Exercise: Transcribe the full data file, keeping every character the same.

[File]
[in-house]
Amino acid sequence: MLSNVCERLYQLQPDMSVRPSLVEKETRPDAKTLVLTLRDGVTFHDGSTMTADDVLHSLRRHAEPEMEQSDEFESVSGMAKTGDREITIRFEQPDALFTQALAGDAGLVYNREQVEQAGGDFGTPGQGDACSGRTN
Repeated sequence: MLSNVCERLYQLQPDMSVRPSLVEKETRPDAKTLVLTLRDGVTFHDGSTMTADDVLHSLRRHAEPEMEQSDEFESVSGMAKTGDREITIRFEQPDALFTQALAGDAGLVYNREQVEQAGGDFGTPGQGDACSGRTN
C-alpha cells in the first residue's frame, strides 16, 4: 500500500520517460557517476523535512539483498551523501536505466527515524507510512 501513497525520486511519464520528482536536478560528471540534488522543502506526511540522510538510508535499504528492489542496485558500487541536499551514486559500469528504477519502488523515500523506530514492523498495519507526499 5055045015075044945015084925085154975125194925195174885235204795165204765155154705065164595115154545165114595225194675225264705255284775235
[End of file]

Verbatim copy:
[in-house]
Amino acid sequence: MLSNVCERLYQLQPDMSVRPSLVEKETRPDAKTLVLTLRDGVTFHDGSTMTADDVLHSLRRHAEPEMEQSDEFESVSGMAKTGDREITIRFEQPDALFTQALAGDAGLVYNREQVEQAGGDFGTPGQGDACSGRTN
Repeated sequence: MLSNVCERLYQLQPDMSVRPSLVEKETRPDAKTLVLTLRDGVTFHDGSTMTADDVLHSLRRHAEPEMEQSDEFESVSGMAKTGDREITIRFEQPDALFTQALAGDAGLVYNREQVEQAGGDFGTPGQGDACSGRTN
C-alpha cells in the first residue's frame, strides 16, 4: 500500500520517460557517476523535512539483498551523501536505466527515524507510512 501513497525520486511519464520528482536536478560528471540534488522543502506526511540522510538510508535499504528492489542496485558500487541536499551514486559500469528504477519502488523515500523506530514492523498495519507526499 5055045015075044945015084925085154975125194925195174885235204795165204765155154705065164595115154545165114595225194675225264705255284775235